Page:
Louis Mazilia, assistant director for capital strategies at the Teamsters, told, "In light of the economic meltdown, we felt that excessive compensation was incentivizing executives to go beyond preserving shareholder value and into the realm of pro-risk behavior. These executives came with their hands out to the American taxpayer, asking for revitalization of the financial institutions that under their stewardship lost incredible amounts of value. We thought the executive compensation restrictions under the Emergency Economic Stabilization Act of 2008 (EESA) didn't go far enough."

SunTrust responded by giving notice to the SEC of its intention to omit the proposal from consideration at its 2009 annual meeting of shareholders. According to the company, Rule 14a-8 under the Securities Exchange Act of 1934 authorized it to exclude the TARP Proposal from the Company's proxy statement for 4 reasons: it addresses the ordinary business of the company; it is false and misleading; its terms have been substantially implemented by the company; and it constitutes nine separate proposals.

Contending that "it is well-established that shareholder proposals concerning the executive compensation of senior executives are appropriate for inclusion in proxy materials," the Teamsters submitted that "the company has failed to satisfy its burden of persuasion and should not be granted permission to exclude the proposal."

The Corporation Finance Division of the SEC concurred with SunTrust's argument that the proposal was excludable, issuing the opinion that while the intent of the proposal is that the executive compensation reforms urged in it remain in effect so long as the company participates in TARP, the proposal appears to impose no limitation on the duration of the specified reforms and is therefore "vague and indefinite."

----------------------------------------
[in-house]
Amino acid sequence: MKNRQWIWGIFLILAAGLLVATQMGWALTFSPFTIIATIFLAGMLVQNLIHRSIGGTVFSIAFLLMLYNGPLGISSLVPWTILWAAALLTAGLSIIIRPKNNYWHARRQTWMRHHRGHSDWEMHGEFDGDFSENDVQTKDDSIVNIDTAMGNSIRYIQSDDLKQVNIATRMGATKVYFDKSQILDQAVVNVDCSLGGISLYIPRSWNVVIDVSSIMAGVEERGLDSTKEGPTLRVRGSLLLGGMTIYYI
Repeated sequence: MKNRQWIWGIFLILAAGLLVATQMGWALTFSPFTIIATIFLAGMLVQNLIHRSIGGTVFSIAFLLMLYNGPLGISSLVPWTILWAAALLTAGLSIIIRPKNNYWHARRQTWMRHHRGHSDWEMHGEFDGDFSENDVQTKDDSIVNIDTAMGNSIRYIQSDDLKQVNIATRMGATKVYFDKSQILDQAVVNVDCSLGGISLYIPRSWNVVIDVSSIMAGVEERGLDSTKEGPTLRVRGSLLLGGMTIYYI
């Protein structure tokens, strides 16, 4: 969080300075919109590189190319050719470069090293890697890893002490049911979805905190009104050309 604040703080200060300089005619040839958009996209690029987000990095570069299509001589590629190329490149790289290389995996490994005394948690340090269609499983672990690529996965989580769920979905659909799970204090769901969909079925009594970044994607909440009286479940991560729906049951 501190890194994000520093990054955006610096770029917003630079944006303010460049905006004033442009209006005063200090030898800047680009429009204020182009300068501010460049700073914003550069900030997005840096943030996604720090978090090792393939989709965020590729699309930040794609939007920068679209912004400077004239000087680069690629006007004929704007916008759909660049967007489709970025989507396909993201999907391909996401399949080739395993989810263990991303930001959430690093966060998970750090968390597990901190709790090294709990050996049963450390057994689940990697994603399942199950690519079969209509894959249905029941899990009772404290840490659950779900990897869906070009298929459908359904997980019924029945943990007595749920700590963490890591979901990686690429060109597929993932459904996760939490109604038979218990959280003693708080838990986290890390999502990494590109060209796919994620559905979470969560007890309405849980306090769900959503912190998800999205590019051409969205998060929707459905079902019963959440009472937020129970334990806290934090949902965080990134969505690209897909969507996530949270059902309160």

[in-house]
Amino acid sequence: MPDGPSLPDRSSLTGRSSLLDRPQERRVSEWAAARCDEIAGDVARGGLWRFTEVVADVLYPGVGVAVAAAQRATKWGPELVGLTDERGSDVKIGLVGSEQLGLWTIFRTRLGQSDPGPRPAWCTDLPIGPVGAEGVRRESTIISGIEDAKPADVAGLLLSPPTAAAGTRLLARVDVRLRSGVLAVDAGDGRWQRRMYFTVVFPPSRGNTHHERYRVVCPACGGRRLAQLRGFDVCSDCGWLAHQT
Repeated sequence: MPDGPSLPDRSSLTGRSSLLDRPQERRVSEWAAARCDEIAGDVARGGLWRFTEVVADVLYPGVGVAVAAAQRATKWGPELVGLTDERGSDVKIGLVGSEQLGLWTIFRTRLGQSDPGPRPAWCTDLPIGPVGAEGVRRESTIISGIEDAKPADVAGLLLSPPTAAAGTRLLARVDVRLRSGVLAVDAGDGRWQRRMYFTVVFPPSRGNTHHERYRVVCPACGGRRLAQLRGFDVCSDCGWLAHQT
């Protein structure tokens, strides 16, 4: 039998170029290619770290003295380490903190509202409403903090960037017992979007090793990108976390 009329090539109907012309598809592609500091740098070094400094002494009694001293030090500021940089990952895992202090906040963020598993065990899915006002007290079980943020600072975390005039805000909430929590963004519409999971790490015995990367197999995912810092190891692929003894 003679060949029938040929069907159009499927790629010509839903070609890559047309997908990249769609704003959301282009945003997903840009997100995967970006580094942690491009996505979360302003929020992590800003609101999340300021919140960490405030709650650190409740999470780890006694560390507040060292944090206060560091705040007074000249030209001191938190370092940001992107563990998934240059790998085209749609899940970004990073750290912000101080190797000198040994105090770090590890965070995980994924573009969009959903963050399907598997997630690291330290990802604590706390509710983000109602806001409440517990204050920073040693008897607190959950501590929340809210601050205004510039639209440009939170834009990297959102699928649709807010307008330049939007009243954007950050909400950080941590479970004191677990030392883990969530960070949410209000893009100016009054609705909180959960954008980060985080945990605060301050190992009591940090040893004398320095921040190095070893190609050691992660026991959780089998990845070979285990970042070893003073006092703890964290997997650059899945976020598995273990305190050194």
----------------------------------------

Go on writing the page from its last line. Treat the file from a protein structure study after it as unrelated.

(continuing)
"We are scratching our heads over how the SEC failed to get into the merits of the proposal," said Mazilia of the Teamsters, "Because on the surface the SEC didn't agree with any of the other objections that the company raised. The SEC decision seems to demonstrate a quick trigger on the Commission's part and without much thought of the consequences."

Reflecting upon previous SEC decisions made in response to shareowner proposals submitted by the Teamsters and other labor unions, Mazilia said, "We have found real inconsistencies. The SEC says it treats every case on its own merits, and doesn't rely on precedents. But we all rely on precedents. We've seen cases when a proposal for an independent chairman of the board was granted a no-action, while hundreds of other similar proposals got through."

"With the new Administration, we hope the Commission will be regulation minded, enforcement minded, and with a new direction set by the new chairperson," Mazilia said.

The new direction espoused by Mazilia and other shareowner advocates is, in fact, no more than a return by the SEC to its original mission. The Commission itself describes its responsibility in these words: "The SEC requires public companies to disclose meaningful financial and other information to the public. Only through the steady flow of timely, comprehensive, and accurate information can people make sound investment decisions."